Officials confident about Leviathan Mine cleanup | TahoeDailyTribune.com
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Officials confident about Leviathan Mine cleanup

A new treatment system is up and running at a highly polluted inactive Alpine County sulfur mine, and state water officials hope to have more work completed by the end of next year – enough so that no acidic, toxic water leaves the site.

“Hopefully, by next year we will be in a situation where there will be no untreated acid mine drainage leaving the site,” said Harold Singer, executive director of the Lahontan Regional Water Quality Control Board.

The Leviathan Mine has been polluted for decades, and the U.S. Environmental Protection Agency has indicated plans to propose it for listing on the Superfund National Priorities List. However, officials from Lahontan, which has owned the 7,000-foot-elevation mine since the early 1980s, think the state agency has a good handle on the cleanup.



EPA has indicated it would bring more of a long-term approach to the cleanup.

Singer agreed that is needed. However, the agency can’t ignore short-term problems either, he said.




“We’ve got to look at other measures. We have to look at reducing the amount of acid mine drainage being produced,” Singer said. “We also have to look at short-term priorities, too. We can’t wait five years for the fix.”

The Leviathan Mine, located 25 miles south of Gardnerville, was first mined in 1863. Comstock workers mined it for copper sulfate to process silver in Virginia City. The mine later became a dedicated copper mine, and it was used that way until 1869.

Those mining activities used adits, or mining tunnels, and did not harm the water quality of the region.

A mining business called Anaconda, Co. purchased it in the 1950s and used it as a sulfur mine. The company excavated hundreds of acres of land, creating an open pit mine – a type of operation known for causing water quality problems.

Water runoff going through the mining site mixes with sulfur. The sulfur lowers the water’s ph level, meaning it makes the water acidic. The acidic water then dissolves toxic metals in the ground: copper, iron, aluminum, nickel and – the most hazardous of the bunch – arsenic. The new solution is called acid mine drainage or, as Singer described it, “acidic metal-laden bad stuff.”

After Anaconda sold the site in 1963, Leviathan Creek flowed directly through the disturbed area. Acid mine drainage flowed into the creek; water in the creek itself became acid mine drainage. The stream flows into nearby Bryant Creek, and as recently as 20 years ago, contaminated water flowed from there into the East Fork of the Carson River.

Lahontan bought the mine in the 1980s, and since then Singer estimates the agency has taken care of 70 percent of the problem. Leviathan Creek was channeled with concrete where it runs directly through the site, keeping toxic water from hitting it. Concrete trenches were built through the area to catch clean water, keep it from being contaminated, and release it into the stream.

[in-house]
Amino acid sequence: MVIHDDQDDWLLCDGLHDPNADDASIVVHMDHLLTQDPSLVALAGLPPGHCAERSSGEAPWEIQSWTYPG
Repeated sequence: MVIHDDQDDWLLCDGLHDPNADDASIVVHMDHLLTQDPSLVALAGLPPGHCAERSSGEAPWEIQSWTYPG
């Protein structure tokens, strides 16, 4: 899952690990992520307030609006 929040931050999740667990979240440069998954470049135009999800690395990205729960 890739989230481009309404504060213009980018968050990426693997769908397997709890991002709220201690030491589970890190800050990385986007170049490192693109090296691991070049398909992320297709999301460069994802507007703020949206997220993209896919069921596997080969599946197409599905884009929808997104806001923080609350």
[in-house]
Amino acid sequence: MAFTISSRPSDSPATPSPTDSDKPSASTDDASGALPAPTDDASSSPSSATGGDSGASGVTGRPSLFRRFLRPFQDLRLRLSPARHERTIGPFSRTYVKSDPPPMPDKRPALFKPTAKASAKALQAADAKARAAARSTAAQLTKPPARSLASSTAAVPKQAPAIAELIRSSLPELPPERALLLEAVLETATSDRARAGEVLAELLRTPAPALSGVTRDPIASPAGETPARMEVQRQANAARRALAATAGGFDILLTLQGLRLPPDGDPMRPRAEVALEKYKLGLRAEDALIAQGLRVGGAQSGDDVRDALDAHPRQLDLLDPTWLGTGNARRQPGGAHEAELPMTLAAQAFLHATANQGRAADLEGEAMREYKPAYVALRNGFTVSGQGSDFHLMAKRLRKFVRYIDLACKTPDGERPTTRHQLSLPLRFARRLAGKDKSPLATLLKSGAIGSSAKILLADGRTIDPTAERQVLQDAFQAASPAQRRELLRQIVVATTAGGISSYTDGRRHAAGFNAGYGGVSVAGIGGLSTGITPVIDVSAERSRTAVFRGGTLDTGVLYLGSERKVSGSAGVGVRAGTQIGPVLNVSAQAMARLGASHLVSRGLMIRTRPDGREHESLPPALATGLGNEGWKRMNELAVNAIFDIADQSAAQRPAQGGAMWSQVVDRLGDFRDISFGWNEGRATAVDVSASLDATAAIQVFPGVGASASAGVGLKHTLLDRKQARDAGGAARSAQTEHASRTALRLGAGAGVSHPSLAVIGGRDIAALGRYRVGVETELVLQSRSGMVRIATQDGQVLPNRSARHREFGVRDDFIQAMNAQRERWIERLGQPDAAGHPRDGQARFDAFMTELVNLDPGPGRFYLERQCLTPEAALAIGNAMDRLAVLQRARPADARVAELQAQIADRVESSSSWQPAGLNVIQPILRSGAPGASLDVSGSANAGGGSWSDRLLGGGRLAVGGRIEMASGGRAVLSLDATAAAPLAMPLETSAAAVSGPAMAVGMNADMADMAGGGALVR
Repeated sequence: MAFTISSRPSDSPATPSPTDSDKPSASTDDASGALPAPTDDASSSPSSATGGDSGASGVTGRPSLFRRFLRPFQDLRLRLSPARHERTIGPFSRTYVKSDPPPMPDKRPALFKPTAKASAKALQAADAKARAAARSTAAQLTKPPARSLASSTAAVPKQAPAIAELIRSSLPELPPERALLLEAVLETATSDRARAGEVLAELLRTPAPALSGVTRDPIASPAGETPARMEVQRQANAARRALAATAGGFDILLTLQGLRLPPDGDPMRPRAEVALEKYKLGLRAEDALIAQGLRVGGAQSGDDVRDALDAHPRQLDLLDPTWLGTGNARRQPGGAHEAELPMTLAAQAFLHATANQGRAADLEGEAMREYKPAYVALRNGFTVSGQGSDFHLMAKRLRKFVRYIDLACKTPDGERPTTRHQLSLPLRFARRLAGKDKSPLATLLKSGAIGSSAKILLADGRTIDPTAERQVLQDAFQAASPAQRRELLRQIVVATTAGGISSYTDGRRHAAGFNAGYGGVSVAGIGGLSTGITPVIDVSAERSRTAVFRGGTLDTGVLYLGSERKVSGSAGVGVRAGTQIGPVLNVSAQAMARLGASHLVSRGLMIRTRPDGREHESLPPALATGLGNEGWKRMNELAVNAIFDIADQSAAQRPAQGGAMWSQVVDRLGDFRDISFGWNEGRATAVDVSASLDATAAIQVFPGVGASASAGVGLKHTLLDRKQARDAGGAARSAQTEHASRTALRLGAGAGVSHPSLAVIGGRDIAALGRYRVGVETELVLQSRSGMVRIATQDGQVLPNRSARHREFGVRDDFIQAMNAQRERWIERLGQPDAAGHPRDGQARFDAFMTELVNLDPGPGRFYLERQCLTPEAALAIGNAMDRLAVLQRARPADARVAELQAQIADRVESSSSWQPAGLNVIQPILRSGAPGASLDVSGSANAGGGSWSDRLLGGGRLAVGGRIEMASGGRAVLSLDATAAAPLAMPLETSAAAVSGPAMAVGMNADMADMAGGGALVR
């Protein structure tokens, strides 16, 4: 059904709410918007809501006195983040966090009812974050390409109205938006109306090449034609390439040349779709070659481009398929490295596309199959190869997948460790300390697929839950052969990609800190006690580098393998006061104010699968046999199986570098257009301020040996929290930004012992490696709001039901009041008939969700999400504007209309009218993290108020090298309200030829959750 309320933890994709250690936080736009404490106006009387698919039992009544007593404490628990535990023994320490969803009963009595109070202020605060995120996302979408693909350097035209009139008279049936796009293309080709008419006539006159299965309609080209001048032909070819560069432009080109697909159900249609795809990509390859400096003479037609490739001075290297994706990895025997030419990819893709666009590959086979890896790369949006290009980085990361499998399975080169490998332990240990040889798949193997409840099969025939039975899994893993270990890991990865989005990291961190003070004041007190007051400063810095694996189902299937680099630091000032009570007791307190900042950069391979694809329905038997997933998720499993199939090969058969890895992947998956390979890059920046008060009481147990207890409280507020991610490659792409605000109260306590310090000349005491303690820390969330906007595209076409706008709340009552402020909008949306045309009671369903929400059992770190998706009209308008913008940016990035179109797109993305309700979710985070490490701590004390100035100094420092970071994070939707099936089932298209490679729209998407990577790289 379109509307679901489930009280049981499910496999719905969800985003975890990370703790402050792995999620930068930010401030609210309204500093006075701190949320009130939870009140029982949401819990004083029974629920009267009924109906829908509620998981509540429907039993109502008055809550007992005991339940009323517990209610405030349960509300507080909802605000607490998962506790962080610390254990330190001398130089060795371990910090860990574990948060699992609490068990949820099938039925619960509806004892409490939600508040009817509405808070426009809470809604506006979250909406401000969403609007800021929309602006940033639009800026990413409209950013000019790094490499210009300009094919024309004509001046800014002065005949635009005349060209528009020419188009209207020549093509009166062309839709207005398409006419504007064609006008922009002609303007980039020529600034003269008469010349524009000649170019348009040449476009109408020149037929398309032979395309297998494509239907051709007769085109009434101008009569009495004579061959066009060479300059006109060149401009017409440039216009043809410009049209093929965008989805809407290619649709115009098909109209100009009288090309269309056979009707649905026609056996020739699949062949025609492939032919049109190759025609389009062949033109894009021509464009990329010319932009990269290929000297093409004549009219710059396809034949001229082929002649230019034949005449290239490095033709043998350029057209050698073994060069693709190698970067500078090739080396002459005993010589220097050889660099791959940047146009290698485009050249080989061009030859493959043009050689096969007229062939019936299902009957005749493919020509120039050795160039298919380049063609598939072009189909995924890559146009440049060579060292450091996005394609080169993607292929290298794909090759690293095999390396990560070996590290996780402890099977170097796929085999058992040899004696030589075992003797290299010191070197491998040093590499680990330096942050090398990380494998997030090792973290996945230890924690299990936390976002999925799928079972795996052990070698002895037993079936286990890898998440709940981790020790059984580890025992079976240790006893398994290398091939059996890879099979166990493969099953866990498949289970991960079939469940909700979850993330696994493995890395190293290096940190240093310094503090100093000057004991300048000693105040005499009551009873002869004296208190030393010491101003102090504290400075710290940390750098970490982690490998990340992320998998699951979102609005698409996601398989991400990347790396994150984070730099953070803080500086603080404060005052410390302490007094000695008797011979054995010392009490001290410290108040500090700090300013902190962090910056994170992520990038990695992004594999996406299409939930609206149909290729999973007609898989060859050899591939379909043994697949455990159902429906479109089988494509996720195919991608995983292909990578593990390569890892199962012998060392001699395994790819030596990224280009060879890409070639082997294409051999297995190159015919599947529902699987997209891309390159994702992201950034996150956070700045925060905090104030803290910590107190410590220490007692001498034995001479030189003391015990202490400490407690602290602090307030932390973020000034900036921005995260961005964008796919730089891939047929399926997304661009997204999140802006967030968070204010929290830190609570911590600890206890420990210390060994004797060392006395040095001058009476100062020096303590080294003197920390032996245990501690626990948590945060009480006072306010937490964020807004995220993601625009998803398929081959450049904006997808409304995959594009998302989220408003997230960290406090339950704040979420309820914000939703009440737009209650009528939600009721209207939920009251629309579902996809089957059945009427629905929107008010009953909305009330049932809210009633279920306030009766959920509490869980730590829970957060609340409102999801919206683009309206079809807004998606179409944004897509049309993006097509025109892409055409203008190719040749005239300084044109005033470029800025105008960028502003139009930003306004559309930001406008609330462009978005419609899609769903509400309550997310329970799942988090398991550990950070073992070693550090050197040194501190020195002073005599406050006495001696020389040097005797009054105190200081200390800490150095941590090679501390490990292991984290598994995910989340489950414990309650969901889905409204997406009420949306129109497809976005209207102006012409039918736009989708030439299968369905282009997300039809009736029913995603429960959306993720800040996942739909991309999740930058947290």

Additionally, runoff of the polluted water now, for the most part, is diverted into five evaporation ponds. Together, they hold 13 million gallons of the toxic water.

The problem is only 2 to 3 million gallons evaporate in a year, and when 6 to 8 million gallons are created each spring runoff there is major overflowing.

At a cost of $1 million, Lahontan this summer has built a University of California, Davis-designed treatment system which officials hope will create enough space in the ponds to avoid future overflows. Acid mine drainage is pumped out of the ponds, treated and the clean water is released back into Leviathan Creek.

That isn’t the only way contaminants are entering the creek, though. A “seep” that has existed since Lahontan’s initial work releases 20 gallons of acid mine drainage into the creek per minute. Additionally, a new seep started earlier in the 1990s – about the time of the Genoa earthquake. Officials don’t know how much polluted water has been released.

The state agency has built what is called a passive treatment system to stop the new seep. Designed by the University of Nevada, Reno, it acts as an artificial wetlands, lowering the ph of the water and filtering out the metals, which, when solid, are not toxic.

An identical system should be built next year to treat more acid mine drainage.

“The bottom line is: This year, no ponds overflowing; next year, no untreated acid mine drainage leaving the site,” Singer said.

The state of California has not taken a position on the Superfund listing, Singer said. However, if Leviathan is listed, Lahontan, by virtue of being the property owner, could be considered a potential responsible party. EPA could force ARCO – which now owns Anaconda – and possibly Lahontan to pay and implement the long-term cleanup, an action Lahontan believes it is currently doing.

“Putting it on the list doesn’t mean EPA is going to bring their trucks out here tomorrow and clean up the site,” Singer said.

After this summer, Lahontan likely will have spent about $7.5 million on cleanup of the Leviathan Mine.

“We are paying it right now. This whole issue of who is responsible and who will pay will probably be decided in the courts,” Singer said.


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